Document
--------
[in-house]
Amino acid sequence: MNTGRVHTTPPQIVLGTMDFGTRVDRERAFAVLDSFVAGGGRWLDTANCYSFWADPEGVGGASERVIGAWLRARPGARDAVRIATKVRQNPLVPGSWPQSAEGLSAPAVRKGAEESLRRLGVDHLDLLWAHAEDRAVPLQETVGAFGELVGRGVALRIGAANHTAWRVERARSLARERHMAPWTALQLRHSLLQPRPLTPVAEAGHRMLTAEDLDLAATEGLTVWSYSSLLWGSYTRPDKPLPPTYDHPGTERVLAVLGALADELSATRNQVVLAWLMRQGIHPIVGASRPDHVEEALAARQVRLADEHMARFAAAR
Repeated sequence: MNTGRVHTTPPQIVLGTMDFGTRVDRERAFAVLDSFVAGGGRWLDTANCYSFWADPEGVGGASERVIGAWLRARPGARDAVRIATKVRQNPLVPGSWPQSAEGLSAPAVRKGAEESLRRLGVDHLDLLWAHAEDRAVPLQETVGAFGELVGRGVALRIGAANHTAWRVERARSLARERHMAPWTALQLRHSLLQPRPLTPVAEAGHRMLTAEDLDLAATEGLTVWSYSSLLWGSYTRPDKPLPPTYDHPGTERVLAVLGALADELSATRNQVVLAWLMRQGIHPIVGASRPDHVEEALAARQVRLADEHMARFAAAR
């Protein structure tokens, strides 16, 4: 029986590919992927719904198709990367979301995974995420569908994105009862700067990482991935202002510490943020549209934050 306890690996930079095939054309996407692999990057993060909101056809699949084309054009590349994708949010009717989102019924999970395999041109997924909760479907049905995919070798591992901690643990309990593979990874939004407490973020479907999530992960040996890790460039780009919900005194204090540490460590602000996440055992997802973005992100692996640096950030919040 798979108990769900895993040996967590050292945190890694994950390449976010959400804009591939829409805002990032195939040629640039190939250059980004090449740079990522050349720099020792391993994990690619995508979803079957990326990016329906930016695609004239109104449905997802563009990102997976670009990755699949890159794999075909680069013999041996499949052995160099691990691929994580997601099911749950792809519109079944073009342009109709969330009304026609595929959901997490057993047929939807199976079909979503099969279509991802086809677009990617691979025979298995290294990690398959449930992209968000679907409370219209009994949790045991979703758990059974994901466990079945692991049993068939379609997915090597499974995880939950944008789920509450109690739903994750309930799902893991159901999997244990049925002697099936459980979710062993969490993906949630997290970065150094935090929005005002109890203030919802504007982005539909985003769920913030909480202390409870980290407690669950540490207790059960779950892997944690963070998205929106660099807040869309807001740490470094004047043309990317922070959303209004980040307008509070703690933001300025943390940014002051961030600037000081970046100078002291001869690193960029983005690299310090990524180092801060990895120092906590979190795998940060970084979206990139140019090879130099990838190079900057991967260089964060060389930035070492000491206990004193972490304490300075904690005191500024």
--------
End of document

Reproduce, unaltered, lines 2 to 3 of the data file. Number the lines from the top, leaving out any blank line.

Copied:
Amino acid sequence: MNTGRVHTTPPQIVLGTMDFGTRVDRERAFAVLDSFVAGGGRWLDTANCYSFWADPEGVGGASERVIGAWLRARPGARDAVRIATKVRQNPLVPGSWPQSAEGLSAPAVRKGAEESLRRLGVDHLDLLWAHAEDRAVPLQETVGAFGELVGRGVALRIGAANHTAWRVERARSLARERHMAPWTALQLRHSLLQPRPLTPVAEAGHRMLTAEDLDLAATEGLTVWSYSSLLWGSYTRPDKPLPPTYDHPGTERVLAVLGALADELSATRNQVVLAWLMRQGIHPIVGASRPDHVEEALAARQVRLADEHMARFAAAR
Repeated sequence: MNTGRVHTTPPQIVLGTMDFGTRVDRERAFAVLDSFVAGGGRWLDTANCYSFWADPEGVGGASERVIGAWLRARPGARDAVRIATKVRQNPLVPGSWPQSAEGLSAPAVRKGAEESLRRLGVDHLDLLWAHAEDRAVPLQETVGAFGELVGRGVALRIGAANHTAWRVERARSLARERHMAPWTALQLRHSLLQPRPLTPVAEAGHRMLTAEDLDLAATEGLTVWSYSSLLWGSYTRPDKPLPPTYDHPGTERVLAVLGALADELSATRNQVVLAWLMRQGIHPIVGASRPDHVEEALAARQVRLADEHMARFAAAR